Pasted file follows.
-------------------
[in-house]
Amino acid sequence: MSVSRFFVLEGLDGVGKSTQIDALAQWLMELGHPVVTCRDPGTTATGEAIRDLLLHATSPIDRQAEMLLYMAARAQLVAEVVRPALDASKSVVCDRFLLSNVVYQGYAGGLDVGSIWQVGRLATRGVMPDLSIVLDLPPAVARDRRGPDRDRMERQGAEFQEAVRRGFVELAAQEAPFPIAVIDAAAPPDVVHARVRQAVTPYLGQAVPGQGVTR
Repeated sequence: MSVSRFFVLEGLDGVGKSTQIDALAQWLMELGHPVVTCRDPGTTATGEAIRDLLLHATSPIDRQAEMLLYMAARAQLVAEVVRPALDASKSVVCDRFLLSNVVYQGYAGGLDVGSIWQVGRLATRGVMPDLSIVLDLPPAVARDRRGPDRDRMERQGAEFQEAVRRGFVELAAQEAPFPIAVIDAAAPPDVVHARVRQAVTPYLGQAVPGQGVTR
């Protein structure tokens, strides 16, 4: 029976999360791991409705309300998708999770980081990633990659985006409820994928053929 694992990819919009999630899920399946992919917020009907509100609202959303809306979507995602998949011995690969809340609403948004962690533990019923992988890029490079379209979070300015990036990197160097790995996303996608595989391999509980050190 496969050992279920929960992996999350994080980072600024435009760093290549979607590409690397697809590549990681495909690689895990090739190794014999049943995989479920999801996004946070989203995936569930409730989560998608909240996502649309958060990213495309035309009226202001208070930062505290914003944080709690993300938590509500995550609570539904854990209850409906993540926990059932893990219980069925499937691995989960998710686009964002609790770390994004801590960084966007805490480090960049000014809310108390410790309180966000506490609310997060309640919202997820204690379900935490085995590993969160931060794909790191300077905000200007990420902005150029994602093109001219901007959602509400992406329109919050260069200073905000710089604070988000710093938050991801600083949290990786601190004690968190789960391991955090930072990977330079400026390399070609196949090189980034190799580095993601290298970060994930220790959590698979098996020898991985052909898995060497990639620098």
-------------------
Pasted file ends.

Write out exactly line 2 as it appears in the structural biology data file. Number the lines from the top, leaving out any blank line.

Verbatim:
Amino acid sequence: MSVSRFFVLEGLDGVGKSTQIDALAQWLMELGHPVVTCRDPGTTATGEAIRDLLLHATSPIDRQAEMLLYMAARAQLVAEVVRPALDASKSVVCDRFLLSNVVYQGYAGGLDVGSIWQVGRLATRGVMPDLSIVLDLPPAVARDRRGPDRDRMERQGAEFQEAVRRGFVELAAQEAPFPIAVIDAAAPPDVVHARVRQAVTPYLGQAVPGQGVTR